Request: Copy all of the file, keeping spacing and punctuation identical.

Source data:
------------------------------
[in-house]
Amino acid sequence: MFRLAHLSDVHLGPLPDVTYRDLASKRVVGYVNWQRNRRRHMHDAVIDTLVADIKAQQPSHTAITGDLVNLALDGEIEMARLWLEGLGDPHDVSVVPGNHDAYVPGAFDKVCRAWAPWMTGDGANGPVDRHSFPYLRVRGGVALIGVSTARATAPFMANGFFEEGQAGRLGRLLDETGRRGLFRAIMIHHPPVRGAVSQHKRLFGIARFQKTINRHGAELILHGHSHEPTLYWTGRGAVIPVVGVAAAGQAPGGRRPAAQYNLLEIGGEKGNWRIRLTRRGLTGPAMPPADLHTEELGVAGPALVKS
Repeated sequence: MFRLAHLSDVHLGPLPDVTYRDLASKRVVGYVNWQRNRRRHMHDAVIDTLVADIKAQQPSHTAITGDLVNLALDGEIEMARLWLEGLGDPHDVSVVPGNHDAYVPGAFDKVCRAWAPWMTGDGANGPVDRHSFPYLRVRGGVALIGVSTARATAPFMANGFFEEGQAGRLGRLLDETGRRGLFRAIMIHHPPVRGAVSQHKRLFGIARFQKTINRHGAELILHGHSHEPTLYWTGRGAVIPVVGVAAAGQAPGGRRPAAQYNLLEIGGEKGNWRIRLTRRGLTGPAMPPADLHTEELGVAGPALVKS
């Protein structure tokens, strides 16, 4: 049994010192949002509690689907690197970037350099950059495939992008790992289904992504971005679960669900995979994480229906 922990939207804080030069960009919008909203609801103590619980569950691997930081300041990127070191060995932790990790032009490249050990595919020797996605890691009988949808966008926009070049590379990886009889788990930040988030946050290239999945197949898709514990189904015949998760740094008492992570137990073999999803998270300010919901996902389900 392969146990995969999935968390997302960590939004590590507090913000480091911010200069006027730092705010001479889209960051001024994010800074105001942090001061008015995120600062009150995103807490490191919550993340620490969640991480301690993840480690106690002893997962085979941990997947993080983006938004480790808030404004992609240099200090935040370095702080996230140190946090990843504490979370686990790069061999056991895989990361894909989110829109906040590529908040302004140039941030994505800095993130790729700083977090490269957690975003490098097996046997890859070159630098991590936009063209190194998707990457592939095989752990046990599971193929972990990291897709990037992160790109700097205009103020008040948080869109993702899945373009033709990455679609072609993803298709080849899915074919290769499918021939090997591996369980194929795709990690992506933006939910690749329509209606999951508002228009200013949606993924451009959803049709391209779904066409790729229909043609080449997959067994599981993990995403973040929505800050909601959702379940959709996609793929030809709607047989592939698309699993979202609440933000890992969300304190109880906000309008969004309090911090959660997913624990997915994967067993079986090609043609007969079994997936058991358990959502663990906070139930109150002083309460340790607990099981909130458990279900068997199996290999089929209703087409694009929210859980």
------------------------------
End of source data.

[in-house]
Amino acid sequence: MFRLAHLSDVHLGPLPDVTYRDLASKRVVGYVNWQRNRRRHMHDAVIDTLVADIKAQQPSHTAITGDLVNLALDGEIEMARLWLEGLGDPHDVSVVPGNHDAYVPGAFDKVCRAWAPWMTGDGANGPVDRHSFPYLRVRGGVALIGVSTARATAPFMANGFFEEGQAGRLGRLLDETGRRGLFRAIMIHHPPVRGAVSQHKRLFGIARFQKTINRHGAELILHGHSHEPTLYWTGRGAVIPVVGVAAAGQAPGGRRPAAQYNLLEIGGEKGNWRIRLTRRGLTGPAMPPADLHTEELGVAGPALVKS
Repeated sequence: MFRLAHLSDVHLGPLPDVTYRDLASKRVVGYVNWQRNRRRHMHDAVIDTLVADIKAQQPSHTAITGDLVNLALDGEIEMARLWLEGLGDPHDVSVVPGNHDAYVPGAFDKVCRAWAPWMTGDGANGPVDRHSFPYLRVRGGVALIGVSTARATAPFMANGFFEEGQAGRLGRLLDETGRRGLFRAIMIHHPPVRGAVSQHKRLFGIARFQKTINRHGAELILHGHSHEPTLYWTGRGAVIPVVGVAAAGQAPGGRRPAAQYNLLEIGGEKGNWRIRLTRRGLTGPAMPPADLHTEELGVAGPALVKS
């Protein structure tokens, strides 16, 4: 049994010192949002509690689907690197970037350099950059495939992008790992289904992504971005679960669900995979994480229906 922990939207804080030069960009919008909203609801103590619980569950691997930081300041990127070191060995932790990790032009490249050990595919020797996605890691009988949808966008926009070049590379990886009889788990930040988030946050290239999945197949898709514990189904015949998760740094008492992570137990073999999803998270300010919901996902389900 392969146990995969999935968390997302960590939004590590507090913000480091911010200069006027730092705010001479889209960051001024994010800074105001942090001061008015995120600062009150995103807490490191919550993340620490969640991480301690993840480690106690002893997962085979941990997947993080983006938004480790808030404004992609240099200090935040370095702080996230140190946090990843504490979370686990790069061999056991895989990361894909989110829109906040590529908040302004140039941030994505800095993130790729700083977090490269957690975003490098097996046997890859070159630098991590936009063209190194998707990457592939095989752990046990599971193929972990990291897709990037992160790109700097205009103020008040948080869109993702899945373009033709990455679609072609993803298709080849899915074919290769499918021939090997591996369980194929795709990690992506933006939910690749329509209606999951508002228009200013949606993924451009959803049709391209779904066409790729229909043609080449997959067994599981993990995403973040929505800050909601959702379940959709996609793929030809709607047989592939698309699993979202609440933000890992969300304190109880906000309008969004309090911090959660997913624990997915994967067993079986090609043609007969079994997936058991358990959502663990906070139930109150002083309460340790607990099981909130458990279900068997199996290999089929209703087409694009929210859980």